“The Egyptian people will never vote for them again. Anyone who runs in the name of an Islamist movement will not be voted for,” said Islam Badran, a 23-year-old lawyer who said he voted for Morsi but turned resolutely against him, joining last week’s protests in Cairo’s Tahrir Square until Morsi stepped down.
Analysts say there could be any number of scenarios.
“This is an opportunity for them to start from scratch and to do the transition their own way,” said Shadi Hamid, director of research at the Brookings Doha Center.
With the Brotherhood sidelined, liberal opposition leaders will have a shot at pushing a constitution that suits their interests, Hamid said.
They will be able to run in elections again, against a weakened conglomerate of Islamists.
But they will also have to compete with a host of other actors on the nation’s revised political stage.
That includes the powerful military generals, who, during their tenure as rulers in 2011, proved to be repressive and alienated many of the ideals the liberals said they stood for.
The military blocked economic reform efforts, sent thousands of civilians before closed military tribunals, and enabled elections before the drafting of a new constitution — a chronology that some liberals blame for the Islamists’ later domination of the political process.
Liberal leaders will also have to negotiate governance with Mansour as well as members of Mubarak’s ousted regime who proved “very important” in forcing Morsi’s ouster and who, like the liberal opposition, have seen an opportunity for rebirth, said Hamid.
Abdullah Mansour, a leader of the Tamarod activist group — which brought hundreds of thousands into the streets last week — said his group is confident that it gained the right to influence the new government when it gathered 22 million signatures in a no-confidence vote against Morsi, an assertion that was impossible to confirm.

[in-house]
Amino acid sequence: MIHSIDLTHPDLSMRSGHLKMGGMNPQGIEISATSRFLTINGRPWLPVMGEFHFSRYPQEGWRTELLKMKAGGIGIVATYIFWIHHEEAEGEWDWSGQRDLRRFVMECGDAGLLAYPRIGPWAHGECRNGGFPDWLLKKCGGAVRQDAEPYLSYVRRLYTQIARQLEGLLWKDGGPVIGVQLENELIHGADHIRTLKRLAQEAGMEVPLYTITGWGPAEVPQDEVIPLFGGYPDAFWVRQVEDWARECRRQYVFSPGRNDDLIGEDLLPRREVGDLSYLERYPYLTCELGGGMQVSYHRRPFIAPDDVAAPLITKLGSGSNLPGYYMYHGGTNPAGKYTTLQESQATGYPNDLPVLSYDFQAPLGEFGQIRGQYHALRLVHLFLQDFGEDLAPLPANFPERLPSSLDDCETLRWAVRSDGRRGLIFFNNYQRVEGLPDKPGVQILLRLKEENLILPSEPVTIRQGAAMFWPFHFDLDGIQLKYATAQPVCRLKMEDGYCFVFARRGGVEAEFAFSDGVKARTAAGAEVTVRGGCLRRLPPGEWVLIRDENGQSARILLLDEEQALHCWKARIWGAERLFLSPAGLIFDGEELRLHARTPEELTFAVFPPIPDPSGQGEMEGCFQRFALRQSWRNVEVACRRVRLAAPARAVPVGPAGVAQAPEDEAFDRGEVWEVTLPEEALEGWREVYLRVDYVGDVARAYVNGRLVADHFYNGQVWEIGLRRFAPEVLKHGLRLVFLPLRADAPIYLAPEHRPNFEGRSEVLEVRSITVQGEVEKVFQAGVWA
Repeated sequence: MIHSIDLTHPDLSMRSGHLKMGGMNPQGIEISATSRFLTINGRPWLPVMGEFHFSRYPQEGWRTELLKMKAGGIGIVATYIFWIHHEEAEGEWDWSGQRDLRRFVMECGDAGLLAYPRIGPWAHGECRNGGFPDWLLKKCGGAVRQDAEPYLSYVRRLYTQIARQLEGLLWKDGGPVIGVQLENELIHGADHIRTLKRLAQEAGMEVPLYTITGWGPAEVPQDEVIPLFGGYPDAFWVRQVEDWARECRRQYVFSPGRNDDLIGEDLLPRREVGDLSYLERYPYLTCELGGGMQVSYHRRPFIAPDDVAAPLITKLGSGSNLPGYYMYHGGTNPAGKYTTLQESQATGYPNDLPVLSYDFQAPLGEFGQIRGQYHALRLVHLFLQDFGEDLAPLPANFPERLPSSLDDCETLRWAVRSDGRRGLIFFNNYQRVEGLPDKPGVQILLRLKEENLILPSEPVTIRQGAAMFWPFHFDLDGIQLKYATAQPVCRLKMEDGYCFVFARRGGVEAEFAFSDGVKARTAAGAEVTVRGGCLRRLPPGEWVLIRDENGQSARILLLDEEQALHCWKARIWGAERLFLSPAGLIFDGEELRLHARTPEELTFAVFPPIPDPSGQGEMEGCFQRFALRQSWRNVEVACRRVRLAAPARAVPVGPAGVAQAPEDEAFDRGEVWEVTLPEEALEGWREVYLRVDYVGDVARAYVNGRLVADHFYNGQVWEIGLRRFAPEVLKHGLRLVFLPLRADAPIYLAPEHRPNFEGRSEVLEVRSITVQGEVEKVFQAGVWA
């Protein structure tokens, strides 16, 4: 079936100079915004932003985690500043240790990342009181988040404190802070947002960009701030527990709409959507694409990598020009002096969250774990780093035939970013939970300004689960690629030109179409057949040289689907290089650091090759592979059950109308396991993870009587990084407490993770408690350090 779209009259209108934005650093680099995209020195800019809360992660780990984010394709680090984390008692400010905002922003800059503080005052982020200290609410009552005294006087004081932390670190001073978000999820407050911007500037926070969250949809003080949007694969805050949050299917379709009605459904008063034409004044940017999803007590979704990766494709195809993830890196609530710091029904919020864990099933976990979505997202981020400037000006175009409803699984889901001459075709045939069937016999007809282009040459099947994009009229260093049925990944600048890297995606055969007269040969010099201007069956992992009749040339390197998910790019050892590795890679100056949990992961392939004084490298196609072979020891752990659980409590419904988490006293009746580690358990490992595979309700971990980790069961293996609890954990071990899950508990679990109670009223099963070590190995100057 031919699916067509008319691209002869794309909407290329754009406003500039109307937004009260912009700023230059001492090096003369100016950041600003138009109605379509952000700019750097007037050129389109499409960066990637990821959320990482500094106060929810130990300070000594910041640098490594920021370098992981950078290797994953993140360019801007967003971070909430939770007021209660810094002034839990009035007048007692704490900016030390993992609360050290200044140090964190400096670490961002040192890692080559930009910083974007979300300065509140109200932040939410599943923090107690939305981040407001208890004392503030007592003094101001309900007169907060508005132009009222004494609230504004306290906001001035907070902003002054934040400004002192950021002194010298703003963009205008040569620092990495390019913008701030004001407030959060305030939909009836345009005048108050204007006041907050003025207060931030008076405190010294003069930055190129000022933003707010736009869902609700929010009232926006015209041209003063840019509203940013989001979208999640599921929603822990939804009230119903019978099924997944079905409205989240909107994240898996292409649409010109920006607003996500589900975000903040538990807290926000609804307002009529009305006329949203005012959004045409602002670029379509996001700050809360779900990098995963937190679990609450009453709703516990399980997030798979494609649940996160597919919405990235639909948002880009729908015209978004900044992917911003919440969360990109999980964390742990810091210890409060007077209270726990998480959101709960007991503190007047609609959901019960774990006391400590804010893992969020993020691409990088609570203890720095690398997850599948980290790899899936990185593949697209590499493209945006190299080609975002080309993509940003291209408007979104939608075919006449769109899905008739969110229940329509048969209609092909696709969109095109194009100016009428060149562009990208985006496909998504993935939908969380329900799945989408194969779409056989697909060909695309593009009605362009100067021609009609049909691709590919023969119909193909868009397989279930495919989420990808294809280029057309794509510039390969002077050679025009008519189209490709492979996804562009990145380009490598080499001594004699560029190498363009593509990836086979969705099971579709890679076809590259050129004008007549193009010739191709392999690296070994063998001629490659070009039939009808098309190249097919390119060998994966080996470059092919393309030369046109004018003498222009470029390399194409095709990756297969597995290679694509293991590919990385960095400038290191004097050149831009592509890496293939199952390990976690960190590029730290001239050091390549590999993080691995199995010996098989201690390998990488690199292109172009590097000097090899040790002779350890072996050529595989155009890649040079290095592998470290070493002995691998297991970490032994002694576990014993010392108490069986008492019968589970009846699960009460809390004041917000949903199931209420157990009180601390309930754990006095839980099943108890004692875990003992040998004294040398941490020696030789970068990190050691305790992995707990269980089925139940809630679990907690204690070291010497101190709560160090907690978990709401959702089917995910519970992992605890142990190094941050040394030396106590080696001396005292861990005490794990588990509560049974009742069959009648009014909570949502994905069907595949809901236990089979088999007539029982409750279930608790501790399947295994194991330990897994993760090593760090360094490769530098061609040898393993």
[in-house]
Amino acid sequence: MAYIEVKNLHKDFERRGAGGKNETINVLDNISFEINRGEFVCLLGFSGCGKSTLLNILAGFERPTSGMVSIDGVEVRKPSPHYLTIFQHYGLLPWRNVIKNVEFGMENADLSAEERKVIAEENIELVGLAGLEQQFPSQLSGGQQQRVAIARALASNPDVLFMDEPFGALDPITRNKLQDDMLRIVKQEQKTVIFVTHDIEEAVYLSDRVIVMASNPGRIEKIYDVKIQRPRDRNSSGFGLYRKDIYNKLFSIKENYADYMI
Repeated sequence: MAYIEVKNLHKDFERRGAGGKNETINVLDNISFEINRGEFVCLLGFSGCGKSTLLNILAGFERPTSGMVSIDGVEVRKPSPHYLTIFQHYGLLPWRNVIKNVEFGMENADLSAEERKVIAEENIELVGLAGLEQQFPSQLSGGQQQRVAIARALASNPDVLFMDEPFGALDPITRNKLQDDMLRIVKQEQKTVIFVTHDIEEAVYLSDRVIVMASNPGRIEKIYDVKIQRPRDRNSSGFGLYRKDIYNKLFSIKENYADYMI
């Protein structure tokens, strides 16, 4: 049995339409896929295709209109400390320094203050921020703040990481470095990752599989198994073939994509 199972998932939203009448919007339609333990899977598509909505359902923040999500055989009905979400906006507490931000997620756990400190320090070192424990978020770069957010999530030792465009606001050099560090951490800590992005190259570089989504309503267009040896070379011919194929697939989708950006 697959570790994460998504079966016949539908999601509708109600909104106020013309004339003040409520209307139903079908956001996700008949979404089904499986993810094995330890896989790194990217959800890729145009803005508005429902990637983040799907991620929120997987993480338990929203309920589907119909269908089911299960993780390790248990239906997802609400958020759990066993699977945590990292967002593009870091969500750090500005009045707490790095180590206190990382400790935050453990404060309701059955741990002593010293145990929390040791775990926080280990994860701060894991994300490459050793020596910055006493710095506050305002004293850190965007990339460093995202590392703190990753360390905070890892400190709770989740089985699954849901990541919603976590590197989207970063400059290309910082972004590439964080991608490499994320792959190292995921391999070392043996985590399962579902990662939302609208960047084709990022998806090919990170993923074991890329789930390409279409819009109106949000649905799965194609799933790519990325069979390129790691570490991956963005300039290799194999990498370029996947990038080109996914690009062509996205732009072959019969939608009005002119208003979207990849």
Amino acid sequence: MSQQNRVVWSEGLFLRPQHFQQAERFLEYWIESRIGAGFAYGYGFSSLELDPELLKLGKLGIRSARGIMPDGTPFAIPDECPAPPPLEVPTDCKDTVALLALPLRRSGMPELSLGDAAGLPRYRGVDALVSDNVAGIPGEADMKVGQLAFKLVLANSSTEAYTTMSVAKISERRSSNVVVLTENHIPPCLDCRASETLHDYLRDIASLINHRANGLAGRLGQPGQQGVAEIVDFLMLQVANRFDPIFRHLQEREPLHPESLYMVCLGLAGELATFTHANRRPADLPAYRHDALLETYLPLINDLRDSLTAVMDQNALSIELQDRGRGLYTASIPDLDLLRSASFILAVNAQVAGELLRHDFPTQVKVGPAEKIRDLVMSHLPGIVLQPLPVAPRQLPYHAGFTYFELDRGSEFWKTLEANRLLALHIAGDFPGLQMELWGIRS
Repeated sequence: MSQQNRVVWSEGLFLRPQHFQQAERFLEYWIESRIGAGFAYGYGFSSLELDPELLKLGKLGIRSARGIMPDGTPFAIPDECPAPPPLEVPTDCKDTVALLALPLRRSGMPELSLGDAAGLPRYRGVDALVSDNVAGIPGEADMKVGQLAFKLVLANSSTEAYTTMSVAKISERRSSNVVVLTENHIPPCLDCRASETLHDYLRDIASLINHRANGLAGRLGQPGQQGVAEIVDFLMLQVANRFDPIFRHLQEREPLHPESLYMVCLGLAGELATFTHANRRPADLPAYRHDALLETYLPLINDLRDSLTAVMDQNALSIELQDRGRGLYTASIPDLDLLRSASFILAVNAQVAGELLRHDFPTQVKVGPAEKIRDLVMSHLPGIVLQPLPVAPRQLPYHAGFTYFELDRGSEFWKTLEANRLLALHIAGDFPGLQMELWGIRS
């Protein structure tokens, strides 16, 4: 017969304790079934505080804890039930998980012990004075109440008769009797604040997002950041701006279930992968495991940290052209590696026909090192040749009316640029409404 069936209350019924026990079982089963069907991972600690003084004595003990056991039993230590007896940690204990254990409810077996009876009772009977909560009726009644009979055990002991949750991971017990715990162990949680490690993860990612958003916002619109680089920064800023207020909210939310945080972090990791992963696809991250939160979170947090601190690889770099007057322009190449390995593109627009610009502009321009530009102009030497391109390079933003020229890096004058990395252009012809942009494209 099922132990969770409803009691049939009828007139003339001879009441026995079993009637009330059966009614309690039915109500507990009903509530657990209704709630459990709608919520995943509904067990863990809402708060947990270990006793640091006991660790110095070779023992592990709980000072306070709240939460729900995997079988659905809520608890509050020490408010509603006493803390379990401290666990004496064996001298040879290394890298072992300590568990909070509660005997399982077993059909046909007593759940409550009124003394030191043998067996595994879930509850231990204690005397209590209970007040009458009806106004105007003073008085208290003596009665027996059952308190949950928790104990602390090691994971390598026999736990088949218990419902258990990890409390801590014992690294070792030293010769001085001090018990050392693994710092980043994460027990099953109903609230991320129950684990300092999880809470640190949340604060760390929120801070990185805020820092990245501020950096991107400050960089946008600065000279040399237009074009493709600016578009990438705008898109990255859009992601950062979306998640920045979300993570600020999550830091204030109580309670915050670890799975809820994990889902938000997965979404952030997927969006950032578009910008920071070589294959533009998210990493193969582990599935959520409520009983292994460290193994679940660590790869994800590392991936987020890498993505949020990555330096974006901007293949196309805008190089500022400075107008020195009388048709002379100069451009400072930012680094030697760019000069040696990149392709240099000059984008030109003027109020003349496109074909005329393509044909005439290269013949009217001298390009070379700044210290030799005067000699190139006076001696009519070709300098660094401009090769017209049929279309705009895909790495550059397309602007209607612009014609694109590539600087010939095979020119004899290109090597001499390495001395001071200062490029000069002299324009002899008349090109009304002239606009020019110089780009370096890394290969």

Tamarod leaders say they have selected Mohamed ElBaradei, a Nobel Peace laureate and former head of the International Atomic Energy Agency, to represent them in governance.
But ElBaradei, who was once labeled elitist in the nation’s media and who struggled to find a grass-roots following in the wake of Mubarak’s fall, faced an uphill battle, with leaders of the ultraconservative Salafist el-Nour party threatening Saturday to withdraw from the broad coalition of groups backing a path toward elections.
And the Islamists are not gone. “We will not compromise or leave the streets until #Egypt’s #Legitimacy is restored by reinstating its democratically elected Prez,” Brotherhood spokesman Gehad al-Haddad tweeted Friday, as thousands of Morsi supporters took to the streets in protest, later clashing with the president’s opponents in violence that left at least 30 people dead nationwide.
El-Nour — the nation’s largest Salafist party — whose members subscribe to a puritanical interpretation of Islam and have called for the implementation of Islamic law, have also carefully navigated Morsi’s fall.
The party’s leader retracted his support for Morsi days before the president’s ouster, then stood with el-Sissi, along with liberal leaders and religious clerics, as el-Sissi announced Morsi’s dismissal.
The party remains one of Egypt’s best organized, and some analysts predict it will simply replace the Brotherhood as a leader in future polls.
Hamid, of the Brookings Doha Center, said there’s no telling who or what could divide the country next.
“I think you also have to keep in mind that Egyptian politics is so fluid. People who hate each other now can shift in a year,” he said. “Just because it seems the Brotherhood is on its way out now doesn’t mean that will be the case in a year.”